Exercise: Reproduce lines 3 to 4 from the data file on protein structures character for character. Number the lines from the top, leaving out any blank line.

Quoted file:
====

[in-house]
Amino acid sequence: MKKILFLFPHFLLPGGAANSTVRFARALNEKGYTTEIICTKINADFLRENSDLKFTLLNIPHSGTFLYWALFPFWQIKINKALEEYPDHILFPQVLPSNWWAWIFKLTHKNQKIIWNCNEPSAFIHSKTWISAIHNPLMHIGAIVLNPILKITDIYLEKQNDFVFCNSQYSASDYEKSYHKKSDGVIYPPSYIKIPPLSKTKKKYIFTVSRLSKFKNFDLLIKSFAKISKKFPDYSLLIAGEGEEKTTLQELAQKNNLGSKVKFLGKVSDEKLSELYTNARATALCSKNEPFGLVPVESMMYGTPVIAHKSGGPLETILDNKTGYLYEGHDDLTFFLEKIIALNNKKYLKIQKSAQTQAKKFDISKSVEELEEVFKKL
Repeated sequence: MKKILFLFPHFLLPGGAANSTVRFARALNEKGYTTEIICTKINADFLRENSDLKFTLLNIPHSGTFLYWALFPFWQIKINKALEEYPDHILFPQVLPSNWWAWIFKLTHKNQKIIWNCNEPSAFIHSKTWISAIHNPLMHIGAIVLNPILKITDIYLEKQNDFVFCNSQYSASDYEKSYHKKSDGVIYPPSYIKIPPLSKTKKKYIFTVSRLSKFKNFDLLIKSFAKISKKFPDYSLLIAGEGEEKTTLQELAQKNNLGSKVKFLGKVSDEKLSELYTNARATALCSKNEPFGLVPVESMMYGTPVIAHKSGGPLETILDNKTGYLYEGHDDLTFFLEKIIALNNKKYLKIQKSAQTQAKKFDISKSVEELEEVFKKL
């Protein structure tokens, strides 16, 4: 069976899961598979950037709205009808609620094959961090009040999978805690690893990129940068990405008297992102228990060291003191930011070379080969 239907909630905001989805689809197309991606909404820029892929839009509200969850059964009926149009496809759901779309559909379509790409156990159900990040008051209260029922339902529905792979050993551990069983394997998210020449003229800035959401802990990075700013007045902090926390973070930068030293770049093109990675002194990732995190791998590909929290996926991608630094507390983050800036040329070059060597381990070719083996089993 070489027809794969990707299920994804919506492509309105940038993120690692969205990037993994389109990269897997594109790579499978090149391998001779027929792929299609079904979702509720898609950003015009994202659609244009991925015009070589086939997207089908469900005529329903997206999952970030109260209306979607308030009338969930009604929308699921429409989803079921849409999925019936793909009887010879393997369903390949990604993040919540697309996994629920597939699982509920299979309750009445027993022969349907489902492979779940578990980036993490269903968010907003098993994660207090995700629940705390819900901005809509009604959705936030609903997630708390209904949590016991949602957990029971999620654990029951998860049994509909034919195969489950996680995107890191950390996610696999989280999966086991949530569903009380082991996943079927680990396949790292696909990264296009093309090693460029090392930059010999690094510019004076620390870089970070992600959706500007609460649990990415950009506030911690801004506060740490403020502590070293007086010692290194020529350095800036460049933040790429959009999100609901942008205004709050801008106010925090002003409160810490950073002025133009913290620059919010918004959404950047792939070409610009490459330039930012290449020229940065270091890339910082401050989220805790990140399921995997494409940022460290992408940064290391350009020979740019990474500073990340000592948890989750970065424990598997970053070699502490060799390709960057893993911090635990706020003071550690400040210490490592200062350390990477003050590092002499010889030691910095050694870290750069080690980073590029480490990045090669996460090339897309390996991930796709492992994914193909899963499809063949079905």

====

Repeated sequence: MKKILFLFPHFLLPGGAANSTVRFARALNEKGYTTEIICTKINADFLRENSDLKFTLLNIPHSGTFLYWALFPFWQIKINKALEEYPDHILFPQVLPSNWWAWIFKLTHKNQKIIWNCNEPSAFIHSKTWISAIHNPLMHIGAIVLNPILKITDIYLEKQNDFVFCNSQYSASDYEKSYHKKSDGVIYPPSYIKIPPLSKTKKKYIFTVSRLSKFKNFDLLIKSFAKISKKFPDYSLLIAGEGEEKTTLQELAQKNNLGSKVKFLGKVSDEKLSELYTNARATALCSKNEPFGLVPVESMMYGTPVIAHKSGGPLETILDNKTGYLYEGHDDLTFFLEKIIALNNKKYLKIQKSAQTQAKKFDISKSVEELEEVFKKL
């Protein structure tokens, strides 16, 4: 069976899961598979950037709205009808609620094959961090009040999978805690690893990129940068990405008297992102228990060291003191930011070379080969 239907909630905001989805689809197309991606909404820029892929839009509200969850059964009926149009496809759901779309559909379509790409156990159900990040008051209260029922339902529905792979050993551990069983394997998210020449003229800035959401802990990075700013007045902090926390973070930068030293770049093109990675002194990732995190791998590909929290996926991608630094507390983050800036040329070059060597381990070719083996089993 070489027809794969990707299920994804919506492509309105940038993120690692969205990037993994389109990269897997594109790579499978090149391998001779027929792929299609079904979702509720898609950003015009994202659609244009991925015009070589086939997207089908469900005529329903997206999952970030109260209306979607308030009338969930009604929308699921429409989803079921849409999925019936793909009887010879393997369903390949990604993040919540697309996994629920597939699982509920299979309750009445027993022969349907489902492979779940578990980036993490269903968010907003098993994660207090995700629940705390819900901005809509009604959705936030609903997630708390209904949590016991949602957990029971999620654990029951998860049994509909034919195969489950996680995107890191950390996610696999989280999966086991949530569903009380082991996943079927680990396949790292696909990264296009093309090693460029090392930059010999690094510019004076620390870089970070992600959706500007609460649990990415950009506030911690801004506060740490403020502590070293007086010692290194020529350095800036460049933040790429959009999100609901942008205004709050801008106010925090002003409160810490950073002025133009913290620059919010918004959404950047792939070409610009490459330039930012290449020229940065270091890339910082401050989220805790990140399921995997494409940022460290992408940064290391350009020979740019990474500073990340000592948890989750970065424990598997970053070699502490060799390709960057893993911090635990706020003071550690400040210490490592200062350390990477003050590092002499010889030691910095050694870290750069080690980073590029480490990045090669996460090339897309390996991930796709492992994914193909899963499809063949079905």